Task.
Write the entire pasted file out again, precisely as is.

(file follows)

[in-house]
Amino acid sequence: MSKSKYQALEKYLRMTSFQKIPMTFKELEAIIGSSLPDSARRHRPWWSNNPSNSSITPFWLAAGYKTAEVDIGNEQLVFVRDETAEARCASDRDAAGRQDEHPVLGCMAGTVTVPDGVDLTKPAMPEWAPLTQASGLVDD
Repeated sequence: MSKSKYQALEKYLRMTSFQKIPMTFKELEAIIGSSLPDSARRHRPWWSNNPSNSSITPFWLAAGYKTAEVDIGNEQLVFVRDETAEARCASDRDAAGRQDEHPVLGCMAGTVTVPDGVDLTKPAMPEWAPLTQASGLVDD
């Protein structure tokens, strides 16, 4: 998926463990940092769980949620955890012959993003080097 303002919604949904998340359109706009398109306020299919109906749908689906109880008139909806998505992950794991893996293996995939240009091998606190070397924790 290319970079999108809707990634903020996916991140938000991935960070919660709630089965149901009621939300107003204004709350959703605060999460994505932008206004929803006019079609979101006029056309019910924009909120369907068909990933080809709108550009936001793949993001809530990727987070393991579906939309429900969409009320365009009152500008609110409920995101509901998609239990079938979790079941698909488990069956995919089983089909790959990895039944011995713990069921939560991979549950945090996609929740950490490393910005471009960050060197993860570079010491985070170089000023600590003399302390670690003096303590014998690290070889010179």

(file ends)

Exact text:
[in-house]
Amino acid sequence: MSKSKYQALEKYLRMTSFQKIPMTFKELEAIIGSSLPDSARRHRPWWSNNPSNSSITPFWLAAGYKTAEVDIGNEQLVFVRDETAEARCASDRDAAGRQDEHPVLGCMAGTVTVPDGVDLTKPAMPEWAPLTQASGLVDD
Repeated sequence: MSKSKYQALEKYLRMTSFQKIPMTFKELEAIIGSSLPDSARRHRPWWSNNPSNSSITPFWLAAGYKTAEVDIGNEQLVFVRDETAEARCASDRDAAGRQDEHPVLGCMAGTVTVPDGVDLTKPAMPEWAPLTQASGLVDD
């Protein structure tokens, strides 16, 4: 998926463990940092769980949620955890012959993003080097 303002919604949904998340359109706009398109306020299919109906749908689906109880008139909806998505992950794991893996293996995939240009091998606190070397924790 290319970079999108809707990634903020996916991140938000991935960070919660709630089965149901009621939300107003204004709350959703605060999460994505932008206004929803006019079609979101006029056309019910924009909120369907068909990933080809709108550009936001793949993001809530990727987070393991579906939309429900969409009320365009009152500008609110409920995101509901998609239990079938979790079941698909488990069956995919089983089909790959990895039944011995713990069921939560991979549950945090996609929740950490490393910005471009960050060197993860570079010491985070170089000023600590003399302390670690003096303590014998690290070889010179």